Tags Posts tagged with "Napa Valley"

Napa Valley

Acumen – the importance of the human factor

looking across Acumen’s Edcora Vineyard – photo used with permission from Acumen

The exceptionally heavy and much-appreciated rains seen in California this winter have people through the region feeling as though California’s recent drought is at least temporarily over. While vineyards throughout the lower-lying areas of California’s North Coast were under water in places, vines were dormant and there should be no negative effect during the growing season. On the positive side, water stores are refilled, and the aquifer is presumably at least partially replenished. Most of all, vines have access to natural groundwater in the soils again, which is a benefit as it serves overall vine health more readily than irrigation usually does. How the 2017 vintage goes will depend on the weather during the upcoming bloom and fruit set period, and then of course during ripening.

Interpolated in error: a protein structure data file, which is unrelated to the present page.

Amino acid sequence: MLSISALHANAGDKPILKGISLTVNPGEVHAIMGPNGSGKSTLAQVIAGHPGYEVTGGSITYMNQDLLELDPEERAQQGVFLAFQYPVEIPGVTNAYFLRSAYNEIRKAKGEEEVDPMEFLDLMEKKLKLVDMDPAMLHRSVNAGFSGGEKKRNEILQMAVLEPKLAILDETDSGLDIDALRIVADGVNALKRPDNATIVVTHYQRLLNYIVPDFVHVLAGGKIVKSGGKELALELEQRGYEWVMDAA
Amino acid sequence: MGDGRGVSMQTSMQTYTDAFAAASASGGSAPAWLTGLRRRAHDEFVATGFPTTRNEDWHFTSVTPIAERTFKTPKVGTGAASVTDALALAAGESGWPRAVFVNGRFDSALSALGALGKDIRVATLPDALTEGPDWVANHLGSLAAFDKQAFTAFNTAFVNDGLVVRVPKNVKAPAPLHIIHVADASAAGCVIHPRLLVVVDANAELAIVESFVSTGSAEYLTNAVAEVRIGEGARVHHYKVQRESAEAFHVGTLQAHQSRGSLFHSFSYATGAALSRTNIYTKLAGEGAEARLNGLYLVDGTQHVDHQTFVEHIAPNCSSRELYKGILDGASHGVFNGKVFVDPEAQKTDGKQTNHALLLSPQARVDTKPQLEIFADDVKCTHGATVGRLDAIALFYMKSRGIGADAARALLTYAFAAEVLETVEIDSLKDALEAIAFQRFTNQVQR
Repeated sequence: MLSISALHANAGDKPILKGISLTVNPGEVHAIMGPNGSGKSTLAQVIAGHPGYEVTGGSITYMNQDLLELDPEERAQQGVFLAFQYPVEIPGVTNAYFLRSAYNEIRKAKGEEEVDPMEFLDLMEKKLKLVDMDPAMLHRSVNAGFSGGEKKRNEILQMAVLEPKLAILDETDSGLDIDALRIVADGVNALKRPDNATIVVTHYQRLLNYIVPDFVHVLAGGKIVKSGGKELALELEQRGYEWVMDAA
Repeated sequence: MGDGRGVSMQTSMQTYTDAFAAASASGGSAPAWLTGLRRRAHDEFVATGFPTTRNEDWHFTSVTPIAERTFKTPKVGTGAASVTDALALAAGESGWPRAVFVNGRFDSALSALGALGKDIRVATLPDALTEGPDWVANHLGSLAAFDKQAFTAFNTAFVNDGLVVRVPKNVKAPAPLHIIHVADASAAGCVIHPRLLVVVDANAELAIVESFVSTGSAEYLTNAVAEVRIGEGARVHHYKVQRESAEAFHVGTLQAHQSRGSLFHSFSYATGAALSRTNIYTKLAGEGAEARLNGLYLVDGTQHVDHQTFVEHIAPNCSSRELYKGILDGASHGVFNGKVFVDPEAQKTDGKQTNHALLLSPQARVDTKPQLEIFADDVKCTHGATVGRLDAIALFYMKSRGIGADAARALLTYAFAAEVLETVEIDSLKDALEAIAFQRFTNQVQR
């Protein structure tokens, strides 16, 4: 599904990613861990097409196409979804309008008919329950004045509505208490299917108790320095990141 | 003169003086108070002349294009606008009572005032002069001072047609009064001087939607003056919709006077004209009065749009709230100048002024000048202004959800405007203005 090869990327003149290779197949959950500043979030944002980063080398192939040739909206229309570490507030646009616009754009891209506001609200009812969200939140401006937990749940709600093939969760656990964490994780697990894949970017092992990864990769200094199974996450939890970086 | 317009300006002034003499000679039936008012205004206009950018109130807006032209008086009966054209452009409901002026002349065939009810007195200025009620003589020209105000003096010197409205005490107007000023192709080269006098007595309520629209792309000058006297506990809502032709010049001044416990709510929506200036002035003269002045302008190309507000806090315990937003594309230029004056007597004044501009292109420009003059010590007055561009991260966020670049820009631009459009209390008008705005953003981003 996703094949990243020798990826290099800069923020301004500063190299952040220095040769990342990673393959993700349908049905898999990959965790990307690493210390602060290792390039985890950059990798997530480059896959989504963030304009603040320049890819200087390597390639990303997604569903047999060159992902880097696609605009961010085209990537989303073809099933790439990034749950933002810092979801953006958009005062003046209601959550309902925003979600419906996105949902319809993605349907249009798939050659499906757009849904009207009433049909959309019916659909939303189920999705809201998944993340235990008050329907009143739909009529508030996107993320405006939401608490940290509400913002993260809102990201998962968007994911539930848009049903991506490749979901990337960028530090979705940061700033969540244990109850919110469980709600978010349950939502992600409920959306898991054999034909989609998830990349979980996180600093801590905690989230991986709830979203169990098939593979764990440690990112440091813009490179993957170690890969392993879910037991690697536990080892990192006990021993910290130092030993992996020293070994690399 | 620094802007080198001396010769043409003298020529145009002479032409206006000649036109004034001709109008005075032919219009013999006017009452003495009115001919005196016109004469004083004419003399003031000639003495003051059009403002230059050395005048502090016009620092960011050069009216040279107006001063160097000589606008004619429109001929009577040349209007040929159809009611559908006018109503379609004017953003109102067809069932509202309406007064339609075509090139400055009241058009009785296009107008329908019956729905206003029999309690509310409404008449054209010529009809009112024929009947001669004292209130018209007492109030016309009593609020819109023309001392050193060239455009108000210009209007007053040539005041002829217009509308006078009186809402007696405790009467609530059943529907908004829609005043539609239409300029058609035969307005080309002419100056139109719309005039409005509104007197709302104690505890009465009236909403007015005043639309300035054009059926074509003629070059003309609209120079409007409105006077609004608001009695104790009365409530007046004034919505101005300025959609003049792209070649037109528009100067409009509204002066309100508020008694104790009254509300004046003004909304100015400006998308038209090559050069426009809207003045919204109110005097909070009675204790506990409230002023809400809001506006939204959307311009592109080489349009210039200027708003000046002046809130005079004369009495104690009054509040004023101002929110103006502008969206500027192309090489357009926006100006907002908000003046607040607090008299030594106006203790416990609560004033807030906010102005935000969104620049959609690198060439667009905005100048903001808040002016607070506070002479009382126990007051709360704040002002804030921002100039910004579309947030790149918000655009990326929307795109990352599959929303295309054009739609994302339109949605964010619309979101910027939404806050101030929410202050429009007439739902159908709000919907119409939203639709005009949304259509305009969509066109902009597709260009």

Because of the rains I had to postpone my scheduled visit to Acumen estate in the Atlas Peak AVA of the Vaca Range on the eastern side of Napa Valley. Though its high-elevation vineyards and well-draining volcanic soils meant flooding was of no concern on site, for some time roads throughout the region were underwater, and landslides were an issue in places as well. Travel through the valley was so difficult that I put off my meeting on the estate with Acumen president Steve Rea (pictured below) until a dry day in March by which time the roads had cleared and the vineyards were dry enough to walk.

Acumen may be a new project for the region – with its 2013 vintage their first and current release – but the wines are built from a much older site, the Attelas Vineyard, planted in 1992 by Dr Jan Krupp. Krupp is known throughout Napa Valley for having had a considerable influence on the Pritchard Hill and Atlas Peak subzones. Although Antica was the first to plant in Atlas Peak, Krupp established one of the region’s most famous sites, the Stagecoach Vineyard, sold just last month to Gallo. Krupp began planting Stagecoach in 1995 having already planted Attelas.

Part of what makes Atlas Peak unique as an appellation, besides its high elevation (reaching 2,663 feet at its highest), is its sizeable amount of…

To keep reading this article, including tasting notes on all of their 2014 wines, continue to JancisRobinson.com